The owners of three dogs on death row in Ionia County have been granted a new trial. The animals were found inside a pen with dead goats last summer and were later ordered to be destroyed.
A new trial means the dog owners, including an Iraq War veteran who relied on his two dogs to calm and comfort him, will get a chance to present evidence they say exonerates the dogs. That evidence includes an animal control investigation that found the dogs could not have killed the goats.
Ionia District Court Judge Raymond Voet on Wednesday denied the owners' request to immediately release the two dogs still being held by the county but ordered a new trial, attorneys in the case said.
"We get to present the real evidence of the case," said Celeste Dunn, one of the attorneys who stepped in to help the families after the dogs had been ordered killed.
Two of the dogs -- Mario and Luigi -- are owned by Allen Hustin, of Fort Bragg, North Carolina, a U.S. Army veteran who served two tours of duty in Iraq and received the Purple Heart for injuries received in the conflict. The dogs were recommended to him by a veterans group to help him deal with trauma, attorneys said. The third dog -- Major -- is owned by Hustin's mother-in-law.
Major turned up missing from the shelter last fall and has not been located, attorneys said. Mario and Luigi remain in county custody.
Voet ordered the dogs be destroyed after a hearing last July, nearly three weeks after they escaped from a yard and were later found inside the pen with the dead goats. A dead cat also was found on the premises.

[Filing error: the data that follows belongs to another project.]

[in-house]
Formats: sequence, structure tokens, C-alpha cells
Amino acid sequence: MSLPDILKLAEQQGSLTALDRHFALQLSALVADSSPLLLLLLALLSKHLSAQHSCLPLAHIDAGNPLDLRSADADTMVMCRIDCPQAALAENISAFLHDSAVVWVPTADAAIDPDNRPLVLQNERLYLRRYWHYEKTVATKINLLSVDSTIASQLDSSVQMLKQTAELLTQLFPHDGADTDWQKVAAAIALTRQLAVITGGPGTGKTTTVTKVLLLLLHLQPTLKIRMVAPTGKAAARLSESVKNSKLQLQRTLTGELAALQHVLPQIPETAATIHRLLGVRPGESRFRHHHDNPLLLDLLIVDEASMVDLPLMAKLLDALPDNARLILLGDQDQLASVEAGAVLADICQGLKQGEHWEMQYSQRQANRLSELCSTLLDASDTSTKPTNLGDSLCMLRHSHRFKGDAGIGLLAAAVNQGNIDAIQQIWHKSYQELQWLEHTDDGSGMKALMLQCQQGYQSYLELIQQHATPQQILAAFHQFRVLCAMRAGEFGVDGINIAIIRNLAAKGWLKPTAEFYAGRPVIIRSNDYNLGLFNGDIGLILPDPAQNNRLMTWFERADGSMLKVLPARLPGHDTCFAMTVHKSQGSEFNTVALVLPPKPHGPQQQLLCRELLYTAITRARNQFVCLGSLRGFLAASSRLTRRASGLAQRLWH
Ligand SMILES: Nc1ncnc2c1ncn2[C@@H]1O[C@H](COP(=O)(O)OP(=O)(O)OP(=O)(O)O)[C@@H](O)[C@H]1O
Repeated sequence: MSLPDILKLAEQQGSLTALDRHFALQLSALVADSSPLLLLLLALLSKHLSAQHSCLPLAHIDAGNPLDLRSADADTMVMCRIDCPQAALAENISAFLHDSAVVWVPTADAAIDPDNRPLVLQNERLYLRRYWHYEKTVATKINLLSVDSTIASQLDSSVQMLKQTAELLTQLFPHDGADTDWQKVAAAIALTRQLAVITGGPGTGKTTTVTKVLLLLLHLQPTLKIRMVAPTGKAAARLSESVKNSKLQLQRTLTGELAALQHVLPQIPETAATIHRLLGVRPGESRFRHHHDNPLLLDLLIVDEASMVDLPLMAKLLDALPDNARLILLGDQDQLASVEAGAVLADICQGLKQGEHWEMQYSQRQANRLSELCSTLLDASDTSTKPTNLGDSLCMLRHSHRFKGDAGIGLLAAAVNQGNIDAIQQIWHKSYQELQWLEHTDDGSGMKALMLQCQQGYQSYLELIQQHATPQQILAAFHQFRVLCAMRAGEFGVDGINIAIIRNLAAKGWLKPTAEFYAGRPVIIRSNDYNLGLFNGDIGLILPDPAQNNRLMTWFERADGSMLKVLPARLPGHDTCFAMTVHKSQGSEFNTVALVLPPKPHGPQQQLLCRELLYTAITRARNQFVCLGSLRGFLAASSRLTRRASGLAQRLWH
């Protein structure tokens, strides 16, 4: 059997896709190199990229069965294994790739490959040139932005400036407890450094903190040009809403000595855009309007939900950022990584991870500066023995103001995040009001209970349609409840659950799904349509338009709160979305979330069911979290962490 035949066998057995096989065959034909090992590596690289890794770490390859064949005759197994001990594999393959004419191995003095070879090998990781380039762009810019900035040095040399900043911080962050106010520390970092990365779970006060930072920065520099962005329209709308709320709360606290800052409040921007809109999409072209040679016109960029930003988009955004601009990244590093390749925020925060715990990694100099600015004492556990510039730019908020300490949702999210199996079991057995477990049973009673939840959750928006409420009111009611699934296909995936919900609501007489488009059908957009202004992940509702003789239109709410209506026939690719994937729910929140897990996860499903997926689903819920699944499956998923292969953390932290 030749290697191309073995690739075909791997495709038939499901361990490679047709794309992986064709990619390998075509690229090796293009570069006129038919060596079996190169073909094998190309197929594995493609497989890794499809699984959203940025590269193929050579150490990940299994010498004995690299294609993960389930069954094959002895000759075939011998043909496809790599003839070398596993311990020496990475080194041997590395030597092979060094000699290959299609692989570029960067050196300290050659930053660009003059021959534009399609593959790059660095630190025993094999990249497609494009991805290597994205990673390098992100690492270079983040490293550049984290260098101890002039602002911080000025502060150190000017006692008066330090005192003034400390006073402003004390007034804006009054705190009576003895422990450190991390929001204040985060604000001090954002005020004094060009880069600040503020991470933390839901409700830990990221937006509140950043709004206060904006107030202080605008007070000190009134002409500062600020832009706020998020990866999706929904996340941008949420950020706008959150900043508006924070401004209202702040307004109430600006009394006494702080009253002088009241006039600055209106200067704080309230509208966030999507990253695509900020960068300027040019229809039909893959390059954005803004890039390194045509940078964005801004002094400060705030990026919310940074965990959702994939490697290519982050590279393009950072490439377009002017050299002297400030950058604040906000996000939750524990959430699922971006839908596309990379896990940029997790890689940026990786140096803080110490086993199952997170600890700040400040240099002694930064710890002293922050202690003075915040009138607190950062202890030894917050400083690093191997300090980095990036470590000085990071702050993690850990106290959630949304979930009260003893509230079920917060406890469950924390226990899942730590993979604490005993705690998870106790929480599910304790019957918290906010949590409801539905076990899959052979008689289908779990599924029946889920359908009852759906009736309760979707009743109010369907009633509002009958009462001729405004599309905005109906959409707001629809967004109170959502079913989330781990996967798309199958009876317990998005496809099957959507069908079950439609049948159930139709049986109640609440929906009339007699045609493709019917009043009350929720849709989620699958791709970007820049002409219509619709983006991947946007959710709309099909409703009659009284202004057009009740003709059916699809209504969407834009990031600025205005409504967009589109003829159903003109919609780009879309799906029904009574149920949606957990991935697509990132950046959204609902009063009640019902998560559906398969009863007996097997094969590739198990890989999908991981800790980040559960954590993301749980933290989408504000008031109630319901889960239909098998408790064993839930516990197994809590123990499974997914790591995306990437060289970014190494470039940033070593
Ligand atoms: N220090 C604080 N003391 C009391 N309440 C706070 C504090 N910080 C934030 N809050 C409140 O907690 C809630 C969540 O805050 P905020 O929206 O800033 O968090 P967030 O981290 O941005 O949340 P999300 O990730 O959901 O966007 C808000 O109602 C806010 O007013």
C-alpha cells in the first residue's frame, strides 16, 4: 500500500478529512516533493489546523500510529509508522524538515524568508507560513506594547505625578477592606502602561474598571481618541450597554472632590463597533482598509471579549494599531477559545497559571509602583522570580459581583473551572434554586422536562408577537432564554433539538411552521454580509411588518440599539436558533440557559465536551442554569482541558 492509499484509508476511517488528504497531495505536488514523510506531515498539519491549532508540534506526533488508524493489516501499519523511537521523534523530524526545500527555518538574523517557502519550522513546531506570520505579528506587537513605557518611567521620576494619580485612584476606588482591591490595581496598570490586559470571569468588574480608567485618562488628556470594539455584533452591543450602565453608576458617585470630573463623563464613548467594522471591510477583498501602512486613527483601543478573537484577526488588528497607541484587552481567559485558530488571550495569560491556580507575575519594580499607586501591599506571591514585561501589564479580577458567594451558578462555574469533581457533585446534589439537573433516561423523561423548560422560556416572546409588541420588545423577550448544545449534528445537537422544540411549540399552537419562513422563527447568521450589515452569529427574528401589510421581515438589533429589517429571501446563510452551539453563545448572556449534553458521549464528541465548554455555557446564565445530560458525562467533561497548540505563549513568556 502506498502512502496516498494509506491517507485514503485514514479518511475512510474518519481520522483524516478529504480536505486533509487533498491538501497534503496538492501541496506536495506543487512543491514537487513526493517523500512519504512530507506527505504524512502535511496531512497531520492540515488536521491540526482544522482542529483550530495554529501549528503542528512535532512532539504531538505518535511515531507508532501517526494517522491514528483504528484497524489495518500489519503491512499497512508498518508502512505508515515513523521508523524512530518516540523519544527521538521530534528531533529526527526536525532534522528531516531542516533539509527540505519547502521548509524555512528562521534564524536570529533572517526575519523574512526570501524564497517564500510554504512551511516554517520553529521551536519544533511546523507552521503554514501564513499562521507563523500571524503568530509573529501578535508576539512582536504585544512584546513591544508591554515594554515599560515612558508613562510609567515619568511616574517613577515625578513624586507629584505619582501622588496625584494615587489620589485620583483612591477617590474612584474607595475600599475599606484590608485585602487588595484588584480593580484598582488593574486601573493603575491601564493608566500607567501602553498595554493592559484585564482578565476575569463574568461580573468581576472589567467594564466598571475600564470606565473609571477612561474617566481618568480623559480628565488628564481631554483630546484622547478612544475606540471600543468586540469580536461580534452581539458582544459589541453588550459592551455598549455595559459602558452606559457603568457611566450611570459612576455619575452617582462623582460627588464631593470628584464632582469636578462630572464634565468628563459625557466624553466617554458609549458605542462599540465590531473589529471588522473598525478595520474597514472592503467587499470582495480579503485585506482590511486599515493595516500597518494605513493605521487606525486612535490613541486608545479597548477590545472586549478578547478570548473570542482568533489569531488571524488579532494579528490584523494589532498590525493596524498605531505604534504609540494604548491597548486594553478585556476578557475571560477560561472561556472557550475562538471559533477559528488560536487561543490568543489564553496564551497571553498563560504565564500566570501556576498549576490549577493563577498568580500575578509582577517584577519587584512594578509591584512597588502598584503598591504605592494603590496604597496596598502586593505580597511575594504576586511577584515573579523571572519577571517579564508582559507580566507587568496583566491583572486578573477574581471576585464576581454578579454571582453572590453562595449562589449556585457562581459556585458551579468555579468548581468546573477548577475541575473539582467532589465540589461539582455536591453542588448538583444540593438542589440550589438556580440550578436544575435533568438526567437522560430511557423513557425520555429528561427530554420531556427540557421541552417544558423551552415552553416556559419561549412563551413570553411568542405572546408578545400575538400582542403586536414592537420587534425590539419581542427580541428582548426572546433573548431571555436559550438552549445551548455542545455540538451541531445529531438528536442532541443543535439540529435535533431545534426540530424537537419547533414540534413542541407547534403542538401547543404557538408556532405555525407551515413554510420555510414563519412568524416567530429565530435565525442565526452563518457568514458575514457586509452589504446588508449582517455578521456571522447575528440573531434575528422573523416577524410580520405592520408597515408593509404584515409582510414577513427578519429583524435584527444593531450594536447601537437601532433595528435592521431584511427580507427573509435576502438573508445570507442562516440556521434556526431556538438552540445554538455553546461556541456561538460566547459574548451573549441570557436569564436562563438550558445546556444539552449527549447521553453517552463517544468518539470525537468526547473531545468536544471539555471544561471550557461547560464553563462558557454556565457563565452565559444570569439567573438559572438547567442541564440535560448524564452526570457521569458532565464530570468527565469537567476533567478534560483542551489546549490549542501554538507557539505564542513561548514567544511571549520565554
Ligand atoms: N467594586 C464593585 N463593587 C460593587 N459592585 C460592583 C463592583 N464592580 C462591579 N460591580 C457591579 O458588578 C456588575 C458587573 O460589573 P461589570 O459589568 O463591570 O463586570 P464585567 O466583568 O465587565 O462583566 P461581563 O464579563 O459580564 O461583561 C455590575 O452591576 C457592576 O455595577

Family members later learned that the county's animal shelter manager determined the dogs didn't kill the goats, their attorneys said. The manager said none of the dogs had any blood on its fur or collar, indicating they could not have killed the goats. She said the goats had been dead long before the dogs got into the pen.
"It was never my opinion or the opinion of the Animal Control officer that these dogs should be destroyed," Robin Anderson, the manager, said in an affidavit.
A witness reported seeing the three dogs running in another location a short time before the dogs were discovered inside the goat pen, attorneys for the dog owners said. The attorneys contend the goats' injuries were more consistent with a coyote attack.
A circuit court judge in January affirmed Voet's decision to have the dogs destroyed. A motion for reconsideration is still pending in circuit court.
The new hearing before Voet is set for April 17, attorneys said.
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Contact Ken Palmer at (517) 377-1032 or email@example.com. Follow him on Twitter @KBPalm_lsj.